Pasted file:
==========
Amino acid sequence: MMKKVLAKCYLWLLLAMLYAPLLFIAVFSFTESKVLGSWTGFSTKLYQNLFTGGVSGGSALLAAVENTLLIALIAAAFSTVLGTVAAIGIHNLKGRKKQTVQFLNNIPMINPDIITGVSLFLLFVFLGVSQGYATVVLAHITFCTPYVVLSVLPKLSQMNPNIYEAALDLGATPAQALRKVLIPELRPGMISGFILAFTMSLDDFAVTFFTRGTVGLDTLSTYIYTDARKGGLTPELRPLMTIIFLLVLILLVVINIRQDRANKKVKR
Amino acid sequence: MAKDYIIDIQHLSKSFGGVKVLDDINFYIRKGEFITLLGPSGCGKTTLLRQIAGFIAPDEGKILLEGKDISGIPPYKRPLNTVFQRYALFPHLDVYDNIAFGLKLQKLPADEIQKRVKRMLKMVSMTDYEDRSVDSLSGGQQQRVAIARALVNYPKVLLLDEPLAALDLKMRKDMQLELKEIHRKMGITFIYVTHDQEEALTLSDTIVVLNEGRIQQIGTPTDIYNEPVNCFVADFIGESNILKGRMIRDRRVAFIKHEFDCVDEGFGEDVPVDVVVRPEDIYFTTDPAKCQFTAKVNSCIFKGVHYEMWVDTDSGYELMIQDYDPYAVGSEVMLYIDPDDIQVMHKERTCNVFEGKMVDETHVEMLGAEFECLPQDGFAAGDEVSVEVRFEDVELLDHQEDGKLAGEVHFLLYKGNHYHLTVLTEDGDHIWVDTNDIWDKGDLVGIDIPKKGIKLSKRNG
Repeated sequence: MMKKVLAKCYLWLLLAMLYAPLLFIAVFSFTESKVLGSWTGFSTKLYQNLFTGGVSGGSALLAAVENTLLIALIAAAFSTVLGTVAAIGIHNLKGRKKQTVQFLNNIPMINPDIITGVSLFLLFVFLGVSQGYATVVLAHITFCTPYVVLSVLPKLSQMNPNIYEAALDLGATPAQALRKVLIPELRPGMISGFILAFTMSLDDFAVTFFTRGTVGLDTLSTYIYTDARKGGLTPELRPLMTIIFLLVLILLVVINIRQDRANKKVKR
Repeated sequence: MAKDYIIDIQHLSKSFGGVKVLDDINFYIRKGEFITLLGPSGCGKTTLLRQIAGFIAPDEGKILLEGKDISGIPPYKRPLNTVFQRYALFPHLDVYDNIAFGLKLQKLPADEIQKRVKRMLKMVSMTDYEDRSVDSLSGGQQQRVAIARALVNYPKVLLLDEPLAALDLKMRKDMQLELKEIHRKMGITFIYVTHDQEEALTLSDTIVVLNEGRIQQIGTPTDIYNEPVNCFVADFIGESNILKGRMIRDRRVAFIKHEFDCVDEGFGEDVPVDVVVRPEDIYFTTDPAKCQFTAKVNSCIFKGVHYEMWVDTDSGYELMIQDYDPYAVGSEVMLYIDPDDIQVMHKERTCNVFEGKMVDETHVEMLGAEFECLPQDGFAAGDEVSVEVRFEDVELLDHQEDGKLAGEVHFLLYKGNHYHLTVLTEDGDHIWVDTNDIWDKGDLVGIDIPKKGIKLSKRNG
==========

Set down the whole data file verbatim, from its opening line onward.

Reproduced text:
Amino acid sequence: MMKKVLAKCYLWLLLAMLYAPLLFIAVFSFTESKVLGSWTGFSTKLYQNLFTGGVSGGSALLAAVENTLLIALIAAAFSTVLGTVAAIGIHNLKGRKKQTVQFLNNIPMINPDIITGVSLFLLFVFLGVSQGYATVVLAHITFCTPYVVLSVLPKLSQMNPNIYEAALDLGATPAQALRKVLIPELRPGMISGFILAFTMSLDDFAVTFFTRGTVGLDTLSTYIYTDARKGGLTPELRPLMTIIFLLVLILLVVINIRQDRANKKVKR
Amino acid sequence: MAKDYIIDIQHLSKSFGGVKVLDDINFYIRKGEFITLLGPSGCGKTTLLRQIAGFIAPDEGKILLEGKDISGIPPYKRPLNTVFQRYALFPHLDVYDNIAFGLKLQKLPADEIQKRVKRMLKMVSMTDYEDRSVDSLSGGQQQRVAIARALVNYPKVLLLDEPLAALDLKMRKDMQLELKEIHRKMGITFIYVTHDQEEALTLSDTIVVLNEGRIQQIGTPTDIYNEPVNCFVADFIGESNILKGRMIRDRRVAFIKHEFDCVDEGFGEDVPVDVVVRPEDIYFTTDPAKCQFTAKVNSCIFKGVHYEMWVDTDSGYELMIQDYDPYAVGSEVMLYIDPDDIQVMHKERTCNVFEGKMVDETHVEMLGAEFECLPQDGFAAGDEVSVEVRFEDVELLDHQEDGKLAGEVHFLLYKGNHYHLTVLTEDGDHIWVDTNDIWDKGDLVGIDIPKKGIKLSKRNG
Repeated sequence: MMKKVLAKCYLWLLLAMLYAPLLFIAVFSFTESKVLGSWTGFSTKLYQNLFTGGVSGGSALLAAVENTLLIALIAAAFSTVLGTVAAIGIHNLKGRKKQTVQFLNNIPMINPDIITGVSLFLLFVFLGVSQGYATVVLAHITFCTPYVVLSVLPKLSQMNPNIYEAALDLGATPAQALRKVLIPELRPGMISGFILAFTMSLDDFAVTFFTRGTVGLDTLSTYIYTDARKGGLTPELRPLMTIIFLLVLILLVVINIRQDRANKKVKR
Repeated sequence: MAKDYIIDIQHLSKSFGGVKVLDDINFYIRKGEFITLLGPSGCGKTTLLRQIAGFIAPDEGKILLEGKDISGIPPYKRPLNTVFQRYALFPHLDVYDNIAFGLKLQKLPADEIQKRVKRMLKMVSMTDYEDRSVDSLSGGQQQRVAIARALVNYPKVLLLDEPLAALDLKMRKDMQLELKEIHRKMGITFIYVTHDQEEALTLSDTIVVLNEGRIQQIGTPTDIYNEPVNCFVADFIGESNILKGRMIRDRRVAFIKHEFDCVDEGFGEDVPVDVVVRPEDIYFTTDPAKCQFTAKVNSCIFKGVHYEMWVDTDSGYELMIQDYDPYAVGSEVMLYIDPDDIQVMHKERTCNVFEGKMVDETHVEMLGAEFECLPQDGFAAGDEVSVEVRFEDVELLDHQEDGKLAGEVHFLLYKGNHYHLTVLTEDGDHIWVDTNDIWDKGDLVGIDIPKKGIKLSKRNG